Roberto Guerra

By Lizette Romero

Roberto Guerra had a deep pride: pride in his military service in World War II; of his unit, which distinguished itself in Europe; of the many medals he earned for his actions; and of the woman who saw beyond his injuries, took him as a husband and raised their six children.

Bernarda Lazcano Quintana

By Yazmin Lazcano

As a young girl, Bernarda Quintana and her brothers and sister carried heavy buckets of water to their father, who mixed straw and adobe to create their home in Ciudad Juarez, Mexico. When Quintana was 12, her father was shot to death after publicly opposing the 1940 presidential winner. Quintana quit school to help support her family, first by doing odd jobs, then as a seamstress making uniforms for soldiers.

Teresa Lozano Long

By Lindsay Fitzpatrick

Growing up on her parents’ dairy farm in South Texas, Teresa Lozano Long learned the importance of education and philanthropy early in life.

“My parents believed that you went to school everyday,” Lozano Long said. “The best report card was one with zero number of absent days.”

She recalls her parents’ dedication to the education of not only herself and her two brothers, but also the children of their employees at the farm.

Pedro Perez

By Suzanne Hanshaw

It was the afternoon of April 30, 1945, on the Philippine island of Luzon. The first scout of the attacking squad had been shot and Pedro Perez volunteered to rescue him in a hail of machine-gun fire. Even after Perez was wounded in both legs, he crawled through the brush, sparing both their lives.

It would be a miserable 7 hours before he received medical attention.

“It was about 3 o’clock in the afternoon … and I bled from there until after 10 at night,” Perez said.

Virgilio G. Roel

By Stacy Nelson

Post-World War II brought what Virgilio G. Roel termed "The Golden Era" for Mexican Americans.

"With the GI Bill, for the first time in the history of our country, and our ethnic experience, Mexican Americans had the opportunity to attend colleges and universities all over the United States" Roel said.

For more than six decades he was involved in the betterment of the social, labor, economic, educational and political advancement of Mexican Americans, and, later, Latinos in general, as well as other minority men, women and young people.

Eladio Martinez

When Eladio Martinez was growing up in Dallas, Texas, education was a priority. His father was a laborer and inspired his children to learn. Like his three younger siblings, Martinez graduated from Dallas Technical High School. Growing up, the Martinez children enjoyed outdoor activities such as fishing and hunting.

Andres Ybarra

By Jennifer Lindgren

"That's a picture of my great-granddaughter," said 81-year-old veteran Andres Ybarra, admiringly pointing out photographs in his home. "That's a picture of my -- all my grandkids and myself over there. And that one over there is when I was in the Army at Fort Jackson."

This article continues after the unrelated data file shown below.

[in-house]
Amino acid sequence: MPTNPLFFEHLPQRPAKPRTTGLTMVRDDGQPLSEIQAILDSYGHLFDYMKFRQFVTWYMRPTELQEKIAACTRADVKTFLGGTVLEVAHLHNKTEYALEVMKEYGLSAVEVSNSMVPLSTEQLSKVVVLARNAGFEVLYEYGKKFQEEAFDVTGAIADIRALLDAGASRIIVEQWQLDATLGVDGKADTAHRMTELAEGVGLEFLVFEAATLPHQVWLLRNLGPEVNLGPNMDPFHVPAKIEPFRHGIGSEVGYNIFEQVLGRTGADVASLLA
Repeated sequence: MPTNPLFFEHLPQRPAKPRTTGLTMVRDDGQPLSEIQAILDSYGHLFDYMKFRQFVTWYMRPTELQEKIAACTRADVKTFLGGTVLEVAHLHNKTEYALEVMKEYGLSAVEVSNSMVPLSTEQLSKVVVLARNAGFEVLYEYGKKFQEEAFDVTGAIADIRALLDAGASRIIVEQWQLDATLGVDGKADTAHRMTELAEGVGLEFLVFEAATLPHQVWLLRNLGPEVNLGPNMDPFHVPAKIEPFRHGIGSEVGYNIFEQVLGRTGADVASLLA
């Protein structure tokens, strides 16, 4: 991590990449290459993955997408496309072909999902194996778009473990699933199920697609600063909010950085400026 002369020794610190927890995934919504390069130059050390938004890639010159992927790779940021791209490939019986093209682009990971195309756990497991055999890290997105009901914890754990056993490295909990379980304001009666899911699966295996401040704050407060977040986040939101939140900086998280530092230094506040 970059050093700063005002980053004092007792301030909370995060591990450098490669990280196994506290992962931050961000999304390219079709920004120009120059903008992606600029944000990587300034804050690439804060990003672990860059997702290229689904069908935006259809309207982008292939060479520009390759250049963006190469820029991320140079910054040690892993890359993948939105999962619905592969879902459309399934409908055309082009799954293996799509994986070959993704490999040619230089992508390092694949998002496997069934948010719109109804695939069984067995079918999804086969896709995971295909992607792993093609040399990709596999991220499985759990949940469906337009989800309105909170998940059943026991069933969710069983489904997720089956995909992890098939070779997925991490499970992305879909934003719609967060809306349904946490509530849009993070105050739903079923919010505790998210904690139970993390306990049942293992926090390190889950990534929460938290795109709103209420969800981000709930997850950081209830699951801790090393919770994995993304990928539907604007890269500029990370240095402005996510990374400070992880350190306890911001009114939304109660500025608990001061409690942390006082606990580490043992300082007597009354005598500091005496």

In the Army photograph, a younger Ybarra looked dignified and handsome in uniform. He fought at Normandy in World War II. A gentle-voiced, polite man wearing large dark-rimmed glasses, he gestured animatedly when talking about his war experiences.

Harold Valderas

By Courtney Mahaffey

On Dec. 7, 1941, Harold Valderas, then a senior at George Washington High School in New York City, was doing his homework while listening to the radio when he heard the report about Pearl Harbor.

"Little did I realize, before long, I'd be in the service myself," Valderas said.

In the spring of 1942, at the age of 18, Valderas dropped out of high school early to enlist in the Army Air Corp Cadet Program. (There wasn’t a draft for 18- year-olds at the time.)

Aurora Estrada Orozco

By Desirée Mata

Aurora Estrada Orozco was only about 4 years old when she came to the United States due to the unrest in Mexico. Her father, Lorenzo Estrada, worked as a bookkeeper at an American gold, silver and coal mining company in Serralvo, Nuevo Leon, until Pancho Villa's men started sabotaging production. The company, known to Orozco only as "La Fundacion," decided to leave and offered Lorenzo a position in Mercedes, Texas, in the Rio Grande Valley.

Juan Lujan

By Joel Weickgenant

As a 20-year-old at the end of 1942, Juan Lujan remembers thinking World War II was passing him by. He wanted to participate in the war effort, but he’d promised his mother he wouldn't volunteer.

In the end, it was a promise Lujan wasn’t able to keep.

"I was afraid the war would be over, and I would not get the chance to go," he said.

Lujan got his wish in November of 1942, when he was drafted into the Army, rendering his promise to his mother moot.